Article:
To celebrate Hart House’s 100th anniversary, Talking Walls is an exhibit that integrates interactive spaces in the hallways of the famed student centre for arts.

Day Milman, the senior coordinator at Hart House, curated three separate exhibits: “What are you Becoming?” “Change Happens Here,” and “What I Wish I Knew: Peer Wisdom,” which will run from October 22 to October 31.

The three exhibition spaces each take up one wall on each floor of Hart House.

What are you Becoming?” decorates the Fitness Centre hallway with rows of photographs of students. Each student was asked “what are you becoming?” and photographed with their response written on a blank page.

Each answer reflected the ways the university experience changes us.

Some responses were expected like “lawyer,” “pharmacist,” and “teacher,” which point out how university helps us become the professionals we aspire to be.

Students also responded with words like “fearless,” “good student,” “activist,” “married,” and “me.” These words show how university does more than educate. It transforms the way you view yourself, your relationships, your political stances, and your work habits.

One photo stood out as oppositional. A student wrote “poor!” on his card. It was incredibly interesting to note the different responses. Yes, we will be lawyers and activists, but many of us we will also be in debt.

Overall, the photos on the wall, embody students’ feelings about being part of the University of Toronto. The display pushes you to think of the tens of thousands of others that walk the same halls as you, each growing and changing every day just as you are into who they’re going to be as a citizen of the world.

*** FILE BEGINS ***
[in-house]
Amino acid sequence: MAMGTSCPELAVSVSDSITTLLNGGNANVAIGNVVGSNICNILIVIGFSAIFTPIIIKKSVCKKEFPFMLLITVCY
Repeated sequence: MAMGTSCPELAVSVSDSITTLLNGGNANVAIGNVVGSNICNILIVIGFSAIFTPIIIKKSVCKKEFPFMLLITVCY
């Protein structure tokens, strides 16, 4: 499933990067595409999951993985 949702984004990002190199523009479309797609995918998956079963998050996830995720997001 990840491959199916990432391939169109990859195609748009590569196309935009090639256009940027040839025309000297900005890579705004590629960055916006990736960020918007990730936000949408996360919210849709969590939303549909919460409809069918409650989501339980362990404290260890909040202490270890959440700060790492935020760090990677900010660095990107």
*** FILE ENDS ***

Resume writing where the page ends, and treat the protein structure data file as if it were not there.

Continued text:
Upstairs, framed posters from 1919-2019 titled “Change Happens Here” line the main floor hallway and detail Hart House’s history. The piece was written by Day Milman and Dr. Leonarda Carranza and designed by Alexander Young.

The exhibit focuses on moments of increased change and tension while the piece walks you through the inclusion of women as members of Hart House.

The process took so long, that Audrey Hozack, the Assistant Warden in 1971, was barred from entering in certain Hart House rooms.

Milman and Carranza go on to discuss the inclusion of Muslim Faith groups, LGBTQ+ groups and Indigenous voices, as well as accommodation for those with accessibility concerns.

The authors insist that Hart House recognizes its errors of the past and is reconciling with the future.

“Change happens at the speed of trust,” Milman and Carranza wrote.

The authors’ exhibition represents Hart House’s ever-present balancing act between tradition and growth.

They comment on the clash between the colonial nature of the building with the multitude of diverse art and voices inside.

What I Wish I Knew: Peer Wisdom” in the second-floor hallway highlights quotes about growth from students. Each poster pulls a key quote from a brief interview with a student on what they wish they could tell themselves in the past.

Milman placed QR Codes at the bottoms of each poster for museum-goers to gain more context.

The interactive portion of the posters brings life to the phrase “if these walls could talk” because now we know exactly what they’d say.

If you’re interested in experiencing the exhibition, the second-floor hallway will host a new Talking Walls exhibit curated by The Art Museum titled, “Re-imagining Place: The Hart House Centennial Art Commission” from November and into early December.

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